Procol Harum

the Pale 

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Gothic Harris, 19542004

Allen Edelist's tribute

Gothic's memorial service will take place on Sunday 15 February at 1:00pm at JT Oswald Mortuary, 1020 Camarillo St., No. Hollywood, (818) 769-0021. It's going to be 'kind of unstructured. Harris would not have wanted anything formal. People will be free to speak about him, or whatever.' Note that Gothic's given name was William Nathanial Lessin II


Allen sends BtP this tribute to our friend Gothic Harris, who died in LA on 10 February. Photos of Gothic, playing Procol music onstage at BB King's Blues Club, by Jill McMahon.

I met Gothic a few years ago at Jeremy Gilien's studio as they were the first of the LA Palers, along with DJ Number 6, to get to know each other outside of The Beanstalk.

I realised early on what a gifted musician he was as I heard and on a few occasions watched him play. He could play any instrument and did so with flair and emotion.

He was around a few times when Jeremy kindly took me into his studio to record for the Palers' Projects and was always a delight to converse with.

I recall our dire straits in the summer, when the slow motor of the Palers' Band Leslie wasn't working: Gothic and Jeremy went out of their way to bring JG's Leslie to BB King's as we feared that should Procol themselves appear at out party Matthew Fisher wouldn't have a proper setup.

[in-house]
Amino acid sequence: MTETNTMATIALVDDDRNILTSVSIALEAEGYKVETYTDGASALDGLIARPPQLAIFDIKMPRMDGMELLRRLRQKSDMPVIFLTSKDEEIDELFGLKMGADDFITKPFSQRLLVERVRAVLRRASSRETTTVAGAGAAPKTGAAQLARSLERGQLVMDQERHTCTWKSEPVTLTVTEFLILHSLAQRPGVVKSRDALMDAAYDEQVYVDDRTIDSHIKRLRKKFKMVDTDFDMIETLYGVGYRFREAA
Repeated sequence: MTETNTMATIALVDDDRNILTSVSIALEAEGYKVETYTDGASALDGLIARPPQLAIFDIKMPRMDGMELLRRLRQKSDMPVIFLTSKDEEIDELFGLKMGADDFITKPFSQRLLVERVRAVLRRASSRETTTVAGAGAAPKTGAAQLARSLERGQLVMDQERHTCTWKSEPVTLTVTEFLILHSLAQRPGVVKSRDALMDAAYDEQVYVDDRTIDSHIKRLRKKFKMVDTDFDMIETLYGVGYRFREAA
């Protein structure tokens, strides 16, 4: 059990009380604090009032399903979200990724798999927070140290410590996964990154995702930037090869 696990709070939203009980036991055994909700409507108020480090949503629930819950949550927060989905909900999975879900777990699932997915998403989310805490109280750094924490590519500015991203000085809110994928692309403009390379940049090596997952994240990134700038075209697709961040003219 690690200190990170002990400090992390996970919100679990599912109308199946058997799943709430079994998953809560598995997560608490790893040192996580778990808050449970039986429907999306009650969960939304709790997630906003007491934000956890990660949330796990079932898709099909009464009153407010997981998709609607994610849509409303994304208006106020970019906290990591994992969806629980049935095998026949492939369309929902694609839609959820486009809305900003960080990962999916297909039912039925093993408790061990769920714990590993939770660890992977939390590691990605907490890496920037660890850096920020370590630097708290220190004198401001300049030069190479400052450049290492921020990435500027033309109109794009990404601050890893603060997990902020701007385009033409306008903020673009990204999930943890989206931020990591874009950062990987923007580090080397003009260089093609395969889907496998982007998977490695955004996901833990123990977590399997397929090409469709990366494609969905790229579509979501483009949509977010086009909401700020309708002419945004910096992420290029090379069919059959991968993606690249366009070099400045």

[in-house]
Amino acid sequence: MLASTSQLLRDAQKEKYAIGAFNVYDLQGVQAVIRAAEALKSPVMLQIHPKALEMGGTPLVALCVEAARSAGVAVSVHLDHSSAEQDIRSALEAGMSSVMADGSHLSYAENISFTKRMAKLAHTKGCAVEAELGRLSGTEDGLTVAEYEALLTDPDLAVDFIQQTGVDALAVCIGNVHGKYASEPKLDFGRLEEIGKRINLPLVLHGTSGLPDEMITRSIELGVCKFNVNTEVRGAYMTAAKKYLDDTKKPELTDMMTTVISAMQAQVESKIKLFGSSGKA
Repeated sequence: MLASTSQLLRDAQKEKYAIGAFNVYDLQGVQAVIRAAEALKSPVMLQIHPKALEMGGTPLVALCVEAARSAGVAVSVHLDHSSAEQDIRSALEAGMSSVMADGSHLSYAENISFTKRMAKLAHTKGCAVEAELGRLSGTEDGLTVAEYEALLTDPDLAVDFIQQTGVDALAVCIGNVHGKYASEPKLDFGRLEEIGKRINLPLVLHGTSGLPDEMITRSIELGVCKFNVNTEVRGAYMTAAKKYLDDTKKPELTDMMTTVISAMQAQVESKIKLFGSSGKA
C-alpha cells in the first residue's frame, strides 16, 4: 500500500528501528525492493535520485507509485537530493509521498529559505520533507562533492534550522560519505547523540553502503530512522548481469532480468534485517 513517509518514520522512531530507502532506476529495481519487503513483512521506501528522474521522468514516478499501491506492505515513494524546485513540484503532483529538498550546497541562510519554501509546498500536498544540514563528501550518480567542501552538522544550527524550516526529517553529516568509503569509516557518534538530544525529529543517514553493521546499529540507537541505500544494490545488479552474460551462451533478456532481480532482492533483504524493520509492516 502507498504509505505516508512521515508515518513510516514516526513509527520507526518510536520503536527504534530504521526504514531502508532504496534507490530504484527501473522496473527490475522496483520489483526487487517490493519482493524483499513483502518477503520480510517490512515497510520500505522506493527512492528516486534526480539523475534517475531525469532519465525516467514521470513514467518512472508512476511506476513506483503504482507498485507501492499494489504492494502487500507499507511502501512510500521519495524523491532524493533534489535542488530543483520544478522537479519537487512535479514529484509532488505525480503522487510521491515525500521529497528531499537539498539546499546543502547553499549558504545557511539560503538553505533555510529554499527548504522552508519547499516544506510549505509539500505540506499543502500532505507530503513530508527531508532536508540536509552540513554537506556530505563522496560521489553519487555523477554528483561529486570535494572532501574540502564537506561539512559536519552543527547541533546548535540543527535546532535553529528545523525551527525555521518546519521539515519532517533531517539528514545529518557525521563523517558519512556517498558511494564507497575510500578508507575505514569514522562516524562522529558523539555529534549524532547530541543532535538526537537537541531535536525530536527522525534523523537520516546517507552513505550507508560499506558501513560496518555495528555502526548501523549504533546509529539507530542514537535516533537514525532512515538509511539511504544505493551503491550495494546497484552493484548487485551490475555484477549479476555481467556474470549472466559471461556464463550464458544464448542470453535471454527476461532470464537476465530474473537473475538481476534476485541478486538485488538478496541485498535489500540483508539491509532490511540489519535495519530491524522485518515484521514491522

For technical reasons, incompatibility disallowed its use. But as I listen to the Monday evening version of One Eye On the Future, One Eye On The Past, I can't help but recall that, when Gothic was asked to play the Hammond portion, he heard a version once and sat down and recreated it almost perfectly. He would tell me that he had it covered prior to our performance. And he did so, brilliantly.

As late as a little over a week ago I saw Gothic for the last time. If you looked at him, he appeared older than his 49 years. Jeremy had just played a cut they had recorded with their band, Village. And that night, again Jeremy would talk often of Gothic's musical talents, from playing to singing.

Just prior to leaving the studio that evening to collect my younger daughter from a classmate's party, my wife and older daughter had spent about a half hour at the studio. During a brief discussion, Gothic said that the LA Palers' experience was one he hoped to relive.

One this occasion, like many others when Jeremy and I would talk about Procol, Gothic would say something like, "I know that song." Jeremy would sing a few bars or play it on a keyboard and then Gothic would say, "Oh, yeah." And play it with proper structure and verve on piano or Hammond.

That evening, prior to saying our goodbyes, I mentioned In Held. Gothic went to the piano and played it, as I recall, through Grand Finale. Again I was amazed how he just recalled the entirety of the song.

As we left, we shook hands and hoped for a Village show and another Palerfest.

While Gothic never appeared to be in the best of health, his kindness, generosity, and musicianship will be missed. He was truly the musician's musician. And I was always amused that here was a guy named Gothic who played Procol.

It is 4:35 am. I have awoken from a deep sleep over an hour ago. My first thought was to write this tribute to an acquaintance I admired. I wish everyone who reads this could have felt Gothic's presence and grasped a piece of his soul like I did.

As my emotions are frail now and I wipe the tears away, I will forever remain touched by my Fellow Traveller.

Be in peace, my friend!

The Palers' Band

 Gothic performing with Village in LA

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